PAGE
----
Wednesday, April 15, 2009

Day 28 - Braised Spring Vegetables and Orange-Oregano Butter

Before I launch into my stories about today's recipes, can I just say how gratifying it was to make that Panna Cotta Tart the other day?? I never make "event" food like that, so it was a little nerve-wracking, but I have to say, in the end, it was totally worth it. I'm thinking about when I can make another one!

I had plans and ideas about what I'd cook tonight and I ended up throwing them all out right at the last minute. It was going to be omelets and a salad for Alysha and me, but there I was at Whole Paycheck and I found the ever-elusive chervil, so I picked up the makings for Braised Spring Vegetables. But then I thought I needed some meat to balance it, so I bought a couple of pork chops, not knowing exactly what I'd do with them....

Braised Spring Vegetables (p. 340)

I'd been trying to make this for weeks, but I couldn't find chervil to save my life! Then, there it was yesterday, so I now own and have tasted chervil. I have to say, it's a very subtle flavor, even eaten by itself. Not nearly the punch of thyme or oregano, or even parsley.

This is one of those dishes that doesn't really come across on the page - it just seems like a bunch of onions, mushrooms, and potatoes in a brothy base. But it's actually kind of lovely and surprising.

I didn't have morels... (Morels and chervil on the same day? Not a chance.) But I did have a cute mushroom blend, which seemed to work just fine. And I bought these adorable (i.e. expensive) baby potatoes, which came in red, yellow, and my new favorite, dark purple, the last being particularly exotic, dense, and delicious.

This was the first time I was called on to use my homemade Basic Chicken Stock! And I'm sure it lent good support in the flavor department.

The interesting thing about this recipe is that after you brown the onions, add the mushrooms and potatoes, and braise them until they're tender, you then boil the crap out of it all so that the stock reduces and thickens "to a syrup." I have to confess, mine didn't get syrupy, per se, but I was very happy with the consistency. (It looked just like the photo in the book.)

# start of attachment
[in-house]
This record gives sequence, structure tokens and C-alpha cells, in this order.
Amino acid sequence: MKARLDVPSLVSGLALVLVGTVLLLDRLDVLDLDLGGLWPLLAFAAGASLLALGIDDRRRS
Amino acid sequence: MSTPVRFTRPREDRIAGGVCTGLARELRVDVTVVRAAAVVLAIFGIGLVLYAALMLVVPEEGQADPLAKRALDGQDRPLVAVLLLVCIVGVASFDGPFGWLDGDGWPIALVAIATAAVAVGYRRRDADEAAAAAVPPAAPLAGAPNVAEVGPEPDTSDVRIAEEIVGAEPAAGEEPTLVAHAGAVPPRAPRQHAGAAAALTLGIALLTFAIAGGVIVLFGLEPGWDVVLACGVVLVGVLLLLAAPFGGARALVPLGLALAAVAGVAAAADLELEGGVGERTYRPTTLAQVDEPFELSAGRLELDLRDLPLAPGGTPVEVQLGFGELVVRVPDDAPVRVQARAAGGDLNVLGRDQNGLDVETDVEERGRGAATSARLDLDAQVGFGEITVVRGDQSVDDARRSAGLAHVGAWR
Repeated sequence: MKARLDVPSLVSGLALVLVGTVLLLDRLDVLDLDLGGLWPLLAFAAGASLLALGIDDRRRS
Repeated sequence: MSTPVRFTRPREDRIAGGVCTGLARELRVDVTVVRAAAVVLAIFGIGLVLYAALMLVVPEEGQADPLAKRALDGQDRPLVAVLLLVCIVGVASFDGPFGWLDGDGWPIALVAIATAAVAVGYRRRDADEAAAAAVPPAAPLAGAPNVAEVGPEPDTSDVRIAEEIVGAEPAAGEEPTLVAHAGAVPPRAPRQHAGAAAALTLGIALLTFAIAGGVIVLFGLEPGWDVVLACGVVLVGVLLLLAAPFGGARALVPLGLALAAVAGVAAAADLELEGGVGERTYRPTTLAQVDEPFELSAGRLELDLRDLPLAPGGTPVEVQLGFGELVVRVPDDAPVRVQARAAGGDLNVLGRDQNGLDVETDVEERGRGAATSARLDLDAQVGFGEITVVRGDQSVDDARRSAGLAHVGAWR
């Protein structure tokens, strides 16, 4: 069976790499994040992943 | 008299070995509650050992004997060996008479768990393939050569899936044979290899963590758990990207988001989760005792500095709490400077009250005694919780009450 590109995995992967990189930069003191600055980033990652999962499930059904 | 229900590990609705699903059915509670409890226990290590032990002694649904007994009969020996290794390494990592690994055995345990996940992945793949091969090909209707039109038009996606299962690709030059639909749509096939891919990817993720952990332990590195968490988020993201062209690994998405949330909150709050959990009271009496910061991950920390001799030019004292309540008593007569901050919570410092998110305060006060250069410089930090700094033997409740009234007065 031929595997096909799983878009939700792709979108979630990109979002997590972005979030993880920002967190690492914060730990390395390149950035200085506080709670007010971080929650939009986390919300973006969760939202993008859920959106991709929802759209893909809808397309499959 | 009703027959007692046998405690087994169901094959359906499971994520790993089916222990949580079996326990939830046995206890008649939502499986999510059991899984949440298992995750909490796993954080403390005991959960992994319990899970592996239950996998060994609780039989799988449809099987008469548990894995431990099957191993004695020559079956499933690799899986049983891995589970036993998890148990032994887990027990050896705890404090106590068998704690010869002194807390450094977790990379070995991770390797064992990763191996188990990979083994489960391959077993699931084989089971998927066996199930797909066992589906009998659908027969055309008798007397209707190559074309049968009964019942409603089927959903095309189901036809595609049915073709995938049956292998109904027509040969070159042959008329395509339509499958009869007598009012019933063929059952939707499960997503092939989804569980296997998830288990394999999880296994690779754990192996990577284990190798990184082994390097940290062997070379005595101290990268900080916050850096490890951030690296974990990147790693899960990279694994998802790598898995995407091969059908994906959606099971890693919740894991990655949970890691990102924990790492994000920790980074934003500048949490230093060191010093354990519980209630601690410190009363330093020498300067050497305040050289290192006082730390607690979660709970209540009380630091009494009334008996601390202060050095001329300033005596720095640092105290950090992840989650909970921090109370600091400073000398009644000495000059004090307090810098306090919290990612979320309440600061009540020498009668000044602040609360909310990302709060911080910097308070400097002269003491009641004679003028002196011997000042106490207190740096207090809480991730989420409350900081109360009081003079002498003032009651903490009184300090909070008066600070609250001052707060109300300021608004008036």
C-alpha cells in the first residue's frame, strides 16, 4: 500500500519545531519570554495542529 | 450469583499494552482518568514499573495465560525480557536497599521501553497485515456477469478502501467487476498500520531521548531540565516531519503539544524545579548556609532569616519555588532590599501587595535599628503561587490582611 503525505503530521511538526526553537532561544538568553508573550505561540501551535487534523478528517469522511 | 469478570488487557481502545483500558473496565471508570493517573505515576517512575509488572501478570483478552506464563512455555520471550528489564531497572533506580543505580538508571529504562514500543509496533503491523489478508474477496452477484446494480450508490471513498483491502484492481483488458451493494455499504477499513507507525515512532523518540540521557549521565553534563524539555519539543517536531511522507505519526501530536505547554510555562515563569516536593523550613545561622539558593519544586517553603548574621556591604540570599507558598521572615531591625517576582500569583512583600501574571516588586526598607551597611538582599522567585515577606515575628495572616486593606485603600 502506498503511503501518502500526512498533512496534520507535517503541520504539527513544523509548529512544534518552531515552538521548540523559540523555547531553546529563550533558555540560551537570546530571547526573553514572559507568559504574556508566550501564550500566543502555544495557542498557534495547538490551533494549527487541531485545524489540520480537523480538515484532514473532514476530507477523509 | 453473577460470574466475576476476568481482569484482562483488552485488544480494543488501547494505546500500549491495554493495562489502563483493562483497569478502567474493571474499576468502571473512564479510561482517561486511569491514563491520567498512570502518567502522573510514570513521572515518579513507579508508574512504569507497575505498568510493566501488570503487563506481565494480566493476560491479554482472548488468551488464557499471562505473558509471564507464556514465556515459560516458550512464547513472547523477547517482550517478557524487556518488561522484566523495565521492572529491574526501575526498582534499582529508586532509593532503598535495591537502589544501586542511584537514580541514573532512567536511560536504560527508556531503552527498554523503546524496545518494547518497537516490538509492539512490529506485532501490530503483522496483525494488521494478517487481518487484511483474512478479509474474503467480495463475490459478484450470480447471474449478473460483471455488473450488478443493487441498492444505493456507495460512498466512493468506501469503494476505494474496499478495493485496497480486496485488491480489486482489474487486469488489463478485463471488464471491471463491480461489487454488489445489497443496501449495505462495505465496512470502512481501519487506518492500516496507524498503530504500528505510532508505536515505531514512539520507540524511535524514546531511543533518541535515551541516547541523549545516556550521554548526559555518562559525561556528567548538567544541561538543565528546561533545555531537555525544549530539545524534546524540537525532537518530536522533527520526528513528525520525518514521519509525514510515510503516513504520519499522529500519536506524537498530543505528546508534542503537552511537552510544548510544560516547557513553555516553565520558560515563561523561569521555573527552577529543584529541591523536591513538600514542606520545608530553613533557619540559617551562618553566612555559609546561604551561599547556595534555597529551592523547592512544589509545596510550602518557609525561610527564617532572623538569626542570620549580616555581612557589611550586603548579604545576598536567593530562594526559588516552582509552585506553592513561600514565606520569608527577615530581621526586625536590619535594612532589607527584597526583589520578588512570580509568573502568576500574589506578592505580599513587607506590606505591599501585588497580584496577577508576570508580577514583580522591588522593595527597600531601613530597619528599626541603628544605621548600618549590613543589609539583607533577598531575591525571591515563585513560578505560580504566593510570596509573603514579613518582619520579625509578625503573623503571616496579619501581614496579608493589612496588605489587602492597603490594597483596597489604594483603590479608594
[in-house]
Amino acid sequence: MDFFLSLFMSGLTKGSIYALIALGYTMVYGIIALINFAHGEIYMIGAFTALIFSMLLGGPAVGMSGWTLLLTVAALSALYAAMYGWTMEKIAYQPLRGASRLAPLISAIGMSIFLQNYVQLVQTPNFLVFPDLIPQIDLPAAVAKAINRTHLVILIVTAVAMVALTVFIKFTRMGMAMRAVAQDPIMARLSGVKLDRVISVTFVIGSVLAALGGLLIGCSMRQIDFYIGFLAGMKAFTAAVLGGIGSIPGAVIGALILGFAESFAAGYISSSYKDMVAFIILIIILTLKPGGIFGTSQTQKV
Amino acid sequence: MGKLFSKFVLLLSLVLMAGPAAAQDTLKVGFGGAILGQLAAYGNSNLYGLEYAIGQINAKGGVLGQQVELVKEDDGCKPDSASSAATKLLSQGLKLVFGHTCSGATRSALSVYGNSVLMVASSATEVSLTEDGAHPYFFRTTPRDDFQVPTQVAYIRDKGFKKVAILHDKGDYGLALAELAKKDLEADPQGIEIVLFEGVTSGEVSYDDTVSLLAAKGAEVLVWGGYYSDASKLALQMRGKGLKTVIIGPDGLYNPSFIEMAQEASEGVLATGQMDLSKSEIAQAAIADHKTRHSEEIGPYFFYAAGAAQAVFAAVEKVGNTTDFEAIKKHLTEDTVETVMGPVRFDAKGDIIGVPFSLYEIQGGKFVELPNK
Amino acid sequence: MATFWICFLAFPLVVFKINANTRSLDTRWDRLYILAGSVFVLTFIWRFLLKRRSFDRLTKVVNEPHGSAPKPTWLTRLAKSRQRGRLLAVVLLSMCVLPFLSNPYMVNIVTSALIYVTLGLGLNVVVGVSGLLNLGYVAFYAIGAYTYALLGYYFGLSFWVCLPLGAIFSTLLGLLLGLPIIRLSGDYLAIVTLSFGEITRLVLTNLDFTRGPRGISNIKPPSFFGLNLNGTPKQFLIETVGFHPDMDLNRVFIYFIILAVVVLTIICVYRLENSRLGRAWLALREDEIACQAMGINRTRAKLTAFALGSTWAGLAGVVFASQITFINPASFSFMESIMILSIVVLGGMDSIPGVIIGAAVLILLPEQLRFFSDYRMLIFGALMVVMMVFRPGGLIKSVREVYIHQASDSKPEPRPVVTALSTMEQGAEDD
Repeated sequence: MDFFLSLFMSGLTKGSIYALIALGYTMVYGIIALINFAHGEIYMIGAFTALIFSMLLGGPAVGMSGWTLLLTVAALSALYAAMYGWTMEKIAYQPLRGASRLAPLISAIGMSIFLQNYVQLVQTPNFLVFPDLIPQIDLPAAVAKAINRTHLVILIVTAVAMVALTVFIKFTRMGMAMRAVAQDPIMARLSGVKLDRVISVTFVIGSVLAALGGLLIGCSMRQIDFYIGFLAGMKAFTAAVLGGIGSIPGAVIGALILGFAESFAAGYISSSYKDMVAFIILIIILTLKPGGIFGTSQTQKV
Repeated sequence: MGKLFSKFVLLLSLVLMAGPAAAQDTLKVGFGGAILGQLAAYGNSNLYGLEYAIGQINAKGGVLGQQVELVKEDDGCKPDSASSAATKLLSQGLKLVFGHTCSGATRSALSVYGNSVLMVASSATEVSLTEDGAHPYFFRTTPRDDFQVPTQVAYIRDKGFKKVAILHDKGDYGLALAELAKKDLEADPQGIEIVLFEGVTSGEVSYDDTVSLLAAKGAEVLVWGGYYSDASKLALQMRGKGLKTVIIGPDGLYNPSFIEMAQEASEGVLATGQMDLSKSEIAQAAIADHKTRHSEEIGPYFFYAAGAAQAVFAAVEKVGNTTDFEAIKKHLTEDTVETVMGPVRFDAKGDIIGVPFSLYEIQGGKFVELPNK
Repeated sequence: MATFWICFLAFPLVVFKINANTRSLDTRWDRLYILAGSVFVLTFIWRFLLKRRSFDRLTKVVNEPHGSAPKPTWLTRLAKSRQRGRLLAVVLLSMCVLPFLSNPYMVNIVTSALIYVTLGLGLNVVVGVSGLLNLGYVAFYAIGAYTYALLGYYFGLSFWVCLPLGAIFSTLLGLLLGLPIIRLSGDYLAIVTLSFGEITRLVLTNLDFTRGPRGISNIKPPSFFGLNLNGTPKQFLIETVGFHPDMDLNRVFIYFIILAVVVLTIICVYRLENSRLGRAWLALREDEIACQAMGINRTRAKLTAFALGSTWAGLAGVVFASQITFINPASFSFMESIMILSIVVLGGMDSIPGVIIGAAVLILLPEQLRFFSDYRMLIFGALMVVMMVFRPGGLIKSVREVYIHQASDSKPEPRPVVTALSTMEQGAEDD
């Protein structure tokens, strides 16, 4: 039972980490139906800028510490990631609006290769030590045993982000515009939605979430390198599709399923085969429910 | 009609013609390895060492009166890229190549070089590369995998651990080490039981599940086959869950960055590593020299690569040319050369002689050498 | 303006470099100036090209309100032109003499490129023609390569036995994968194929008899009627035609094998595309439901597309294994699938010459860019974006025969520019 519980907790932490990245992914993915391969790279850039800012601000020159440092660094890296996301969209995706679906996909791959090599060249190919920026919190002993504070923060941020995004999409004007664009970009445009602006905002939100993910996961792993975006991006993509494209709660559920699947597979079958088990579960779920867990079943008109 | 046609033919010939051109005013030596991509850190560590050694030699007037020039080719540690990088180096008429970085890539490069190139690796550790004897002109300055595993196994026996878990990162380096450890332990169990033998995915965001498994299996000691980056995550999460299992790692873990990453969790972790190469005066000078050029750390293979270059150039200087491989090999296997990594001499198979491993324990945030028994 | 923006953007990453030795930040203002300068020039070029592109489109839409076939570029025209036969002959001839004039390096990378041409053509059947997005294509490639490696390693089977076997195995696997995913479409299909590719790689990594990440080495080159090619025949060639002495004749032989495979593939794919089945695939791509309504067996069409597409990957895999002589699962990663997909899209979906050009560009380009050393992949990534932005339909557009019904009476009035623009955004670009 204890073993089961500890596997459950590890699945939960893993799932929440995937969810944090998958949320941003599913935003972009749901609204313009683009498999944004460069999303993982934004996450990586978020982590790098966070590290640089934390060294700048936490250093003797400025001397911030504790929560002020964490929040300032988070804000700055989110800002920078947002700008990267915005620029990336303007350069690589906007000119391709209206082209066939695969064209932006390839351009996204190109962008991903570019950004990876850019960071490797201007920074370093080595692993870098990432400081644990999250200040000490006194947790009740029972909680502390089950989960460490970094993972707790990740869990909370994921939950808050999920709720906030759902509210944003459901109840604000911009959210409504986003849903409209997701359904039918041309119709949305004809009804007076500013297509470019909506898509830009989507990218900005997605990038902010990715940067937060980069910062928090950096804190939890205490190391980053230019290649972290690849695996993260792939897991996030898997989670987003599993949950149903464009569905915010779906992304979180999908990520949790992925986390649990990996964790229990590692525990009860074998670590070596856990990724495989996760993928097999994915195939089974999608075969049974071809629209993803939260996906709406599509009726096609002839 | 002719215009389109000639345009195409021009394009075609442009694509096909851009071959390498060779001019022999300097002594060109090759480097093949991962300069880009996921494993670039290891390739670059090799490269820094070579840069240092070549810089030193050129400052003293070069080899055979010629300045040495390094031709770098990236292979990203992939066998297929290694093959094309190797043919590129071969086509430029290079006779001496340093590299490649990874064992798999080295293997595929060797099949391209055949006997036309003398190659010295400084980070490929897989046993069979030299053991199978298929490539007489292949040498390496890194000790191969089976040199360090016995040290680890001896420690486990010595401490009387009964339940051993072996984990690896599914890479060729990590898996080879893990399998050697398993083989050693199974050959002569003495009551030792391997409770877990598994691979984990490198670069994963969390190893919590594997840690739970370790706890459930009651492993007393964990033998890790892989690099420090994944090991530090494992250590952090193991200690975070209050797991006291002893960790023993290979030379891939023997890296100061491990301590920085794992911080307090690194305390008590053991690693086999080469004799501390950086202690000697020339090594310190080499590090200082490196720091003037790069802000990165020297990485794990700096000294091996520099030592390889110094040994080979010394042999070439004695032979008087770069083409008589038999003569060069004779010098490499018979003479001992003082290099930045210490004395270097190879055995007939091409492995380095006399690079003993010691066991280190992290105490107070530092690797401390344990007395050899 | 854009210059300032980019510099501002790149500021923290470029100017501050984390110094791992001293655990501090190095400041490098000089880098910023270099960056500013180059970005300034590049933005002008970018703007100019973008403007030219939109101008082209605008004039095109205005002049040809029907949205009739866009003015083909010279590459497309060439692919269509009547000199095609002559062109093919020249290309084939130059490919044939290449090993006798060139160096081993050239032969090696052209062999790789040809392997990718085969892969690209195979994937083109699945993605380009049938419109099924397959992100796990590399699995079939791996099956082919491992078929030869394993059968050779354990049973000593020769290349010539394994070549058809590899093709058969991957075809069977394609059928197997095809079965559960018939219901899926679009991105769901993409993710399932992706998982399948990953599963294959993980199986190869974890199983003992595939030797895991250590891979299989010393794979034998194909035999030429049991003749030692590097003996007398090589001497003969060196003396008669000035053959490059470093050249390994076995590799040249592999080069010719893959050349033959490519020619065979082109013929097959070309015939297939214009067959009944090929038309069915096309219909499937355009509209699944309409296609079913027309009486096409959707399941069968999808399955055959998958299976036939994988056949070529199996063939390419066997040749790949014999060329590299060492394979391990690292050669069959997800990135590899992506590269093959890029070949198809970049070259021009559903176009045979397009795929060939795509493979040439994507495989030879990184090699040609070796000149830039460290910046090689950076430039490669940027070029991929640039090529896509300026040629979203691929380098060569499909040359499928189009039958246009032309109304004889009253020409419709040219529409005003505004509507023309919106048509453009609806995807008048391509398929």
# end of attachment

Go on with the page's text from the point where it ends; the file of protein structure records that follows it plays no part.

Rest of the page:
Boiling something that much after it's been cooked through seems very counter-intuitive to me, because I'm always so careful not to overcook things, especially vegetables. I guess you could remove the vegetables, reduce the liquid, and add the vegetables back in at the end, but the fact is that the dish worked, even boiled to death. It was like light, vegetable comfort food, and the reduced stock ends up almost creamy. I'm sure this dish would benefit from having morels, since the dish really features the flavors of the individual ingredients, but even without, it's a lovely side, and it's not difficult to make at all.

Jeff: A
Martha: A

Orange-Oregano Butter (p. 167)

This is a completely random addition, but I just bought oregano for tomorrow night's feast with the Paladini's, so I figured, What the heck?

This is one of the variations on Herbed Compound Butter, and there's something one might overlook, if one weren't as painstakingly anal as I am. Martha gives you substitutions for parsley and thyme, but she doesn't mention chives. It would be easy to make this butter without the chives, but it's my opinion that the intention is to include them. And that's what I did.

It just so happens that I was in a baking mood yesterday, and I whipped up a loaf of Black Bread, one of Martha's website recipes, but NOT in the book, I repeat, NOT in the book. The bread came out really well (cooked through - yay! - I think I've finally heard the hollow "it's done" sound). And it was really nice to have a special butter to spread on it. Making a special butter is so easy - it's a great way to personalize a meal.

Of course, Alysha tried to pick out all the orange zest. And I admit, orange zest and butter isn't my favorite flavor combo either, but still, compound butter is a nice thing.

Jeff: A
Martha: A-
(I lowered Martha's grade, because of the chive question and because I would have appreciated a suggested use for this unusual flavor combo)

Incidentally, the main course of our meal was the afore-mentioned pork chops and a spicy applesauce that I whipped up on the spot. (I felt really chef-like last night! I was improvising and everything!) Actually, I was attempting to correct a somewhat unfortunate meal I made for FNBF on Valentine's Day. It was a recipe from an older Martha book called Martha Stewart's Healthy Quick Cook, and I think there must have been a typo in the ingredient list, because it really didn't come out well that night. I'm happy to report that I have conquered that recipe now - the pork chops were cooked just right, and the spicy applesauce was great. (Who but Martha would think to put red pepper flakes and cayenne in applesauce? Shouldn't work, but does!)

I'm amazed at the strides I'm making in my cooking...

Meanwhile, pride cometh before the fall, doesn't it? Tomorrow I'm frying chicken for the Paladini's. Wish me luck!

Until we eat again...

Alysha brandishing Braised Spring Vegetables

My Black Bread!


  1. Where can we find the spicy applesauce recipe, Jeff? :D

  2. Hey Angela-
    I got it from an older Martha book called "Martha Stewart's Healthy Quick Cook." If you can't find it, email me and I'll describe it to you. :-)